Californias public employees pension fund, CalPERS, is no stranger to scandals. Accusations against the fund have ranged from pursuing political agendas to outright corruption. Earlier this month Sean Harrigan was ousted from his position as chairman of the CalPERS board partially because he led an aggressive corporate reform effort. But the funds problems do not stem from individual board members: any massive government investment agency will eventually succumb to political or financial temptations. The best way to avoid future problems is to privatize the state pension system.
CalPERS is the largest pension fund in the United States, managing $177 billion for more than 1.4 million state employees and retirees. Its thirteen-member board of directors is appointed by state officials (who pick three members), by the governor (six members), and by CalPERS members (also six board members). Although the board has a fiduciary duty to maximize returns for state employees, it often uses the investment power of the fund to pursue political objectives.
CalPERSs push for good corporate governance has gone beyond attempting to make corporate boards work better for their shareholders, singling out companies for political reasons. For example, CalPERS demanded that Safeway change its board of directors and get rid of its CEO. Not coincidently, most CalPERS board members have ties to labor unions and Safeway had recently taken a hard line against striking grocery store workers.
Another example of recent activism by CalPERS is its consideration of a policy of refraining from investing in companies that provide services that compete directly with state jobs. CalPERS also demands environmental accountability and investment in environmentally responsible companies and technologies. Under both of these initiatives, CalPERS is pursuing goals other than the maximization of return for the pension fund.
More troubling than lower returns is the prospect of CalPERS directing private companies to promote its political agenda. The first sentence in State Treasurer Phil Angelidess environmental investment proposal states that CalPERS should use their financial clout in the marketplace to promote their environmental objectives. But governments already have clout with businesses when they pass legislation through the democratic process.
In a capitalist economy the government is not supposed to have additional clout in the corporate boardroom through the ownership of companies. The economic system in which the government owns the means of production is called socialism. When a government fund grows as large as CalPERS and begins to influence corporate decision-making, citizens should be concerned that we are moving too far down the road to serfdom without a public vote ever being taken.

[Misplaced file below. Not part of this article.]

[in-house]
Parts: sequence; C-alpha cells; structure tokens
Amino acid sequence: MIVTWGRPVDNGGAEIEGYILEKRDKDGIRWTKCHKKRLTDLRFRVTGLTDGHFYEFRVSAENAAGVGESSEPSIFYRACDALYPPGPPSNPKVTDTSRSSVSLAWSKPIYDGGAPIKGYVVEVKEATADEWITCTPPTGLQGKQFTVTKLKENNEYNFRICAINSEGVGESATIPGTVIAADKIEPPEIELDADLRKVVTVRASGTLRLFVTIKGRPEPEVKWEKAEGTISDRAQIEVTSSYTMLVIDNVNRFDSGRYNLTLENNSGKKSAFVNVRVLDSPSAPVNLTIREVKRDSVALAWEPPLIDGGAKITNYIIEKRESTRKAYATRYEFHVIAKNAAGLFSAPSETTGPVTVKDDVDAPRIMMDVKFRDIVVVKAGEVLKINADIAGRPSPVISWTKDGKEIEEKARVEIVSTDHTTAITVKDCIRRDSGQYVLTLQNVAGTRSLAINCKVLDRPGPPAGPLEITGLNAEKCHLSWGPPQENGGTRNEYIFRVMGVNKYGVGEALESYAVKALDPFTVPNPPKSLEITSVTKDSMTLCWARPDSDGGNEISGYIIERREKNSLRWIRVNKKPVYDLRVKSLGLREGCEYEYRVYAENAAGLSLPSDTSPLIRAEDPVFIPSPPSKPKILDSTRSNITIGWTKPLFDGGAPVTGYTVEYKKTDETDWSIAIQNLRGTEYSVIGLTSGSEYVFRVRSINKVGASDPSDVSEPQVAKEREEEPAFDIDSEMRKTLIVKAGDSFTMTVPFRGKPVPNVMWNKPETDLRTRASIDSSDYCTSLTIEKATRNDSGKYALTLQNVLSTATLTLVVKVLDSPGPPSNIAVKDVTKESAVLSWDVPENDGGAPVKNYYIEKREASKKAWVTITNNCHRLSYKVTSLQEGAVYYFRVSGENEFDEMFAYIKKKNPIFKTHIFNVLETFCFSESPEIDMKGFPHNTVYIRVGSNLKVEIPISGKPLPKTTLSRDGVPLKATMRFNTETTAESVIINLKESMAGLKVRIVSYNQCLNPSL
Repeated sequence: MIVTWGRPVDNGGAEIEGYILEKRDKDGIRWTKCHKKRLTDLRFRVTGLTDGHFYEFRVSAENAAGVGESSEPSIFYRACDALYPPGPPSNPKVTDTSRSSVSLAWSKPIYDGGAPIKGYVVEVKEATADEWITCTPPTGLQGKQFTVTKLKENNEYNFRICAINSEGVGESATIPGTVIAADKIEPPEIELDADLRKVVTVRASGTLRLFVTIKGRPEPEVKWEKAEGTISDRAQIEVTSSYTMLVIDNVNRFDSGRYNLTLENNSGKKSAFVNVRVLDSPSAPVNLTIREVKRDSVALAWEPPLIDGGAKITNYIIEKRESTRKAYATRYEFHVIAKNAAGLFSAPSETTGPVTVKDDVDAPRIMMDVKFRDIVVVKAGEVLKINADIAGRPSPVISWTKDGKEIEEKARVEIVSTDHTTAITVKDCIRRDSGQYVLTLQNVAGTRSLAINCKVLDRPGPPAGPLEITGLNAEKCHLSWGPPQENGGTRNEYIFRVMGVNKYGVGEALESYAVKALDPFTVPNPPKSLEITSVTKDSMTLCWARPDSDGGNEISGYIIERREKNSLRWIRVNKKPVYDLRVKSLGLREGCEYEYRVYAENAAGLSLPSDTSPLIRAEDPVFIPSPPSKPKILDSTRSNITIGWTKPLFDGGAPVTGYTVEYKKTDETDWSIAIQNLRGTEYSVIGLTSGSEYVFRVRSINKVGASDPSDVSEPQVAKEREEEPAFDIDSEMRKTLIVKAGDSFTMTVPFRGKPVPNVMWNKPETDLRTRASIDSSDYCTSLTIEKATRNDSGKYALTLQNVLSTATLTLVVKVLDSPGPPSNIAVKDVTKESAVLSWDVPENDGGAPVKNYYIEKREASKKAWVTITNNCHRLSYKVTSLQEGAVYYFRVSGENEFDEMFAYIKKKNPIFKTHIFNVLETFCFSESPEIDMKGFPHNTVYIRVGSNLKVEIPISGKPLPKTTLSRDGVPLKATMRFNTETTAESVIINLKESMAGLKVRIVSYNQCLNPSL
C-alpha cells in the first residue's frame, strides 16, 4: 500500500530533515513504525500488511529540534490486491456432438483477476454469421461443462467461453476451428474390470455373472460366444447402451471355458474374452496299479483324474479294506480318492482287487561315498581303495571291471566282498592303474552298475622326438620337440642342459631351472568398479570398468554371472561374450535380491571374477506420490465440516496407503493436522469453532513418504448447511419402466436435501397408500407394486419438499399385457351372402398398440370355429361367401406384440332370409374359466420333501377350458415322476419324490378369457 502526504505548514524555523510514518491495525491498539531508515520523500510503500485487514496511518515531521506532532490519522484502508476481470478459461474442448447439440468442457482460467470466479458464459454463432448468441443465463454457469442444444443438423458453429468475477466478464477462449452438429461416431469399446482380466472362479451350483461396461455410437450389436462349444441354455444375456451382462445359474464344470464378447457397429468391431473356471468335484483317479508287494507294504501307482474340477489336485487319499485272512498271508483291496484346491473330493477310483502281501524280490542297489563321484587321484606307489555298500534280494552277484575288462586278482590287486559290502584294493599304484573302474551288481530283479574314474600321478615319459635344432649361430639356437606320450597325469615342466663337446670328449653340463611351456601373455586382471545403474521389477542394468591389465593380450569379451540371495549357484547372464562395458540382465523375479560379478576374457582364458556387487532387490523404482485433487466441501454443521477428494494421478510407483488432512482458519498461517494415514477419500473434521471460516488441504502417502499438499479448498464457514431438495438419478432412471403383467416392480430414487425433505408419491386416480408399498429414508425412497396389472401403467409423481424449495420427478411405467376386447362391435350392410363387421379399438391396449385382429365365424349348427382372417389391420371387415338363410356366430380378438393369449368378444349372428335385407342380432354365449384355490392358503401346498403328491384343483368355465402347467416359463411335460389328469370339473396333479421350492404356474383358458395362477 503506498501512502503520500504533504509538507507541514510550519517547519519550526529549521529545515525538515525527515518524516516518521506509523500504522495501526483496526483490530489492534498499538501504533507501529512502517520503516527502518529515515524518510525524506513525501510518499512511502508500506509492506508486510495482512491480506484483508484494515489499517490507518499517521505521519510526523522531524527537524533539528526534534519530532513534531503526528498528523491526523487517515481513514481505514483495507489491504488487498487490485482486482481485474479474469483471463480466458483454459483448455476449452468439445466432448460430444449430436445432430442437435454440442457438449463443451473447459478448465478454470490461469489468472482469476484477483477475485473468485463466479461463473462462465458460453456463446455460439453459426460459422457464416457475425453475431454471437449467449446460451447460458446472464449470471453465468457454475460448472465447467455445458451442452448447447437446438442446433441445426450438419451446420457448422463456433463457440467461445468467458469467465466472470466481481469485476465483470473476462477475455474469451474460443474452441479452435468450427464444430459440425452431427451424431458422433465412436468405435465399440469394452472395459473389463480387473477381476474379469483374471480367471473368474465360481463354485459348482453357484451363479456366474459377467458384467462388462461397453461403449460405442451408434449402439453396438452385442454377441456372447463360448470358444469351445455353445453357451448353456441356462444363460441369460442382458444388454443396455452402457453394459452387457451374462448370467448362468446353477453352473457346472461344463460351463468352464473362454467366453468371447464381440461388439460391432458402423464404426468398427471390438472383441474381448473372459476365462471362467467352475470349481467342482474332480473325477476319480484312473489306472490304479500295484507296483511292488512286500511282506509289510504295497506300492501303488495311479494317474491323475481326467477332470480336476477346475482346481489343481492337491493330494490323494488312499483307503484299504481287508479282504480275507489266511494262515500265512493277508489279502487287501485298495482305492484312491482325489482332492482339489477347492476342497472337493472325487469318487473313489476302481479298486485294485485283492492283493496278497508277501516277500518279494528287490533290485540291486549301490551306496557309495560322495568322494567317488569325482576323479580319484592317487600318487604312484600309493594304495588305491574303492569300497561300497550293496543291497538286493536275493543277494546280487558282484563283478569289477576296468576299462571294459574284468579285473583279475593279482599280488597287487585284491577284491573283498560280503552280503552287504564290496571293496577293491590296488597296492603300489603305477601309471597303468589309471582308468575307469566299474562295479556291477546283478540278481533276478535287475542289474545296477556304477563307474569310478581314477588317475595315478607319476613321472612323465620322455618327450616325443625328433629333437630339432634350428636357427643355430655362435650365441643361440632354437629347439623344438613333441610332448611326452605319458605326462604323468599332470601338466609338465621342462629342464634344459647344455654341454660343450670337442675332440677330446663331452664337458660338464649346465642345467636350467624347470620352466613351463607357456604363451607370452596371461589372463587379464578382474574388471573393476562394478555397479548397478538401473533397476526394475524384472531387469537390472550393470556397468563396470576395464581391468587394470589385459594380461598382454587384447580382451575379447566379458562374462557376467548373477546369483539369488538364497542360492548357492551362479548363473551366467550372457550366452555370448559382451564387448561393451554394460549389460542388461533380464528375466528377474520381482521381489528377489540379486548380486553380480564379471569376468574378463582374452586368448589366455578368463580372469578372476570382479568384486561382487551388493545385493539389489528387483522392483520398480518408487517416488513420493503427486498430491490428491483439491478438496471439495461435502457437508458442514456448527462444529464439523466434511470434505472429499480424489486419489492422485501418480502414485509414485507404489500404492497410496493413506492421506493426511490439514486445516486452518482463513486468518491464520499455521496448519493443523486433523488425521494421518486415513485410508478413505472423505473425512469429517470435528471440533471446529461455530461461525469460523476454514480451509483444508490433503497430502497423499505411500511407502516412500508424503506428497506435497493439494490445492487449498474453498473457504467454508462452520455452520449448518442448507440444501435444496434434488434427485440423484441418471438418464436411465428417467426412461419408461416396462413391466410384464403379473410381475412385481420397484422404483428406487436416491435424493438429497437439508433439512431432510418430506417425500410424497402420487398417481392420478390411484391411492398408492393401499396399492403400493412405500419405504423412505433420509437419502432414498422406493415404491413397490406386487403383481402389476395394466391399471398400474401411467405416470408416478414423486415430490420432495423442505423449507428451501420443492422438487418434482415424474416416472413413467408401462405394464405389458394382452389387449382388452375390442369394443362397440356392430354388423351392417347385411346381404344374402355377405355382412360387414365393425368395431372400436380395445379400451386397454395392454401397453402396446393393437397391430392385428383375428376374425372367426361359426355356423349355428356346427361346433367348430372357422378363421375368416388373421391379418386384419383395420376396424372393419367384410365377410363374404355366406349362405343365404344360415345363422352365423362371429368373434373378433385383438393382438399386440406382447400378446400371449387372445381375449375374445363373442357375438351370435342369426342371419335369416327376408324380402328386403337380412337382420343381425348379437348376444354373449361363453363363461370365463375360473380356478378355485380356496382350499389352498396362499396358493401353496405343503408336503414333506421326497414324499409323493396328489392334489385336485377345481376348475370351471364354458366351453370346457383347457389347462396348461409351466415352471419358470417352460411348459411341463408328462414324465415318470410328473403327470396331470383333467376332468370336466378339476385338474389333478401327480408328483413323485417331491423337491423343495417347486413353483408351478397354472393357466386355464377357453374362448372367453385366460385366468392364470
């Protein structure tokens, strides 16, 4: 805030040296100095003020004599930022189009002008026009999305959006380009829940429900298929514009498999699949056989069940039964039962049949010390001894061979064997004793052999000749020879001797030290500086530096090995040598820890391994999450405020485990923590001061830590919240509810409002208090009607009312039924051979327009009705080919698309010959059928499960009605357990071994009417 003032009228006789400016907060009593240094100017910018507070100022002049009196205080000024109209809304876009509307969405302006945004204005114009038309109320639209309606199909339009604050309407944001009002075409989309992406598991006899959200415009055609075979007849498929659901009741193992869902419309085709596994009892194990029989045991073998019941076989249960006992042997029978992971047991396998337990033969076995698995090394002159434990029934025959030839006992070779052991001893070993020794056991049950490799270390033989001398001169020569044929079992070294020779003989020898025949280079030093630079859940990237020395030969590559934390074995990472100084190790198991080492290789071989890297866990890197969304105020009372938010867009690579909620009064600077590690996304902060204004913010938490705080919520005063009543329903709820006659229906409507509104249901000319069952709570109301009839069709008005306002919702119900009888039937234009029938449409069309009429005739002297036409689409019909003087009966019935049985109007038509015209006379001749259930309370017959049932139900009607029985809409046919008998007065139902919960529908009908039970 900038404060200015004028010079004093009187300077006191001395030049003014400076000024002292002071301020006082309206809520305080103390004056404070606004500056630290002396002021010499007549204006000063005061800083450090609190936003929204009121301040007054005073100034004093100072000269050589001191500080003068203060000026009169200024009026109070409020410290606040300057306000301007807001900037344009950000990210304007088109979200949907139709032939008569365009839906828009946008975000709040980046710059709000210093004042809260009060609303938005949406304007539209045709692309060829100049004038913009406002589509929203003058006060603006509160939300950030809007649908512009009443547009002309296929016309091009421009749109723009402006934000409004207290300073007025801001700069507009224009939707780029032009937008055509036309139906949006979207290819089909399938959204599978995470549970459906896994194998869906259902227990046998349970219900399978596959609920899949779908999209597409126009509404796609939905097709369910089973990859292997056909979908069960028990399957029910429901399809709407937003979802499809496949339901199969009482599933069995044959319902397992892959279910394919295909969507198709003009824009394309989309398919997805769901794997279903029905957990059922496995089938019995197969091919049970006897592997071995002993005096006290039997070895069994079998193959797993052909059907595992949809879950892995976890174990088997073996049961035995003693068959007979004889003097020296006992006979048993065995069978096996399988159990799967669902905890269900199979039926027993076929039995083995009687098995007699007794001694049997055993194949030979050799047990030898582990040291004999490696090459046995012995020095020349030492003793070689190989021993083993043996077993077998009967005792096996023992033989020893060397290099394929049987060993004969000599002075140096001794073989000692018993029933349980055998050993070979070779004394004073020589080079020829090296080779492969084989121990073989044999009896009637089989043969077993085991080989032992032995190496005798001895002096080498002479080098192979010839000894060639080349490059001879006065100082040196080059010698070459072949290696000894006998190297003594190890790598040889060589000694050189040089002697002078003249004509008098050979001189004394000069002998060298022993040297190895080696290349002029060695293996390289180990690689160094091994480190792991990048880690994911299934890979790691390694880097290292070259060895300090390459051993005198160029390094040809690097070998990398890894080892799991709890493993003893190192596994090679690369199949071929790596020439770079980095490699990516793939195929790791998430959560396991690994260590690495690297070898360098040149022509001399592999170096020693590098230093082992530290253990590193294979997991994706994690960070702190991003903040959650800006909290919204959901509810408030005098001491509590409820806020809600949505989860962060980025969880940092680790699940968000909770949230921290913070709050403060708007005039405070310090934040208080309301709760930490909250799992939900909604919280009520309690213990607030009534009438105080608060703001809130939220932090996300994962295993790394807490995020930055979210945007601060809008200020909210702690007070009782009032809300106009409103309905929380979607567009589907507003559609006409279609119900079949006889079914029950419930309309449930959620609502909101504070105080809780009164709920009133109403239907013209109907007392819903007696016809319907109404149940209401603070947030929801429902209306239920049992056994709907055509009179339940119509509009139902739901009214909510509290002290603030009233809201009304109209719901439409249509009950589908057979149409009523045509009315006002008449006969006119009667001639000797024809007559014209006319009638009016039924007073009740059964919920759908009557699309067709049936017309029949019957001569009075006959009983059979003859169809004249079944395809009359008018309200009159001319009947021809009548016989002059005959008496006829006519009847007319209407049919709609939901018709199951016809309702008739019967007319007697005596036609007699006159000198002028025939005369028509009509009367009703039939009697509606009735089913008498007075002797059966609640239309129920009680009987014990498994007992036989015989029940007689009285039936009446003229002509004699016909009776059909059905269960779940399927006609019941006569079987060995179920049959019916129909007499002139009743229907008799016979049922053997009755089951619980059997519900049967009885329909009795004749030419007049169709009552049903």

Fortunately, the political influence of CalPERS can be eliminated without harming Californias state employees. CalPERS has political clout because it is a defined benefit plan, managing the pool of all state employee and employer contributions and paying retirees a set benefit for life. Its power in the market stems from the fact that it gets to manage all the money. A move to a defined contribution plan would take away its ability to manage the money.
Under a defined contribution plan, employees would contribute a portion of their pay, the state would match the contribution, and funds would go into an individual retirement account, similar to a 401k. Then individual employees, not the CalPERS board, would decide how assets were managed. Since many employees would choose different mutual funds or index funds, no one agency would have the power of CalPERS.
Privatizing CalPERS need not be as messy as fixing Social Security because CalPERS has assets$177 billion of them. Individual accounts should be established at the present value of what an employee is entitled to under the current system thus ensuring that employees are not made worse off. To establish the accounts, assets should be sold and unfunded liabilities explicitly recognized.
If done correctly, privatizing CalPERS could take the politics out of investment decisions without burdening state employees or taxpayers any more than they already are.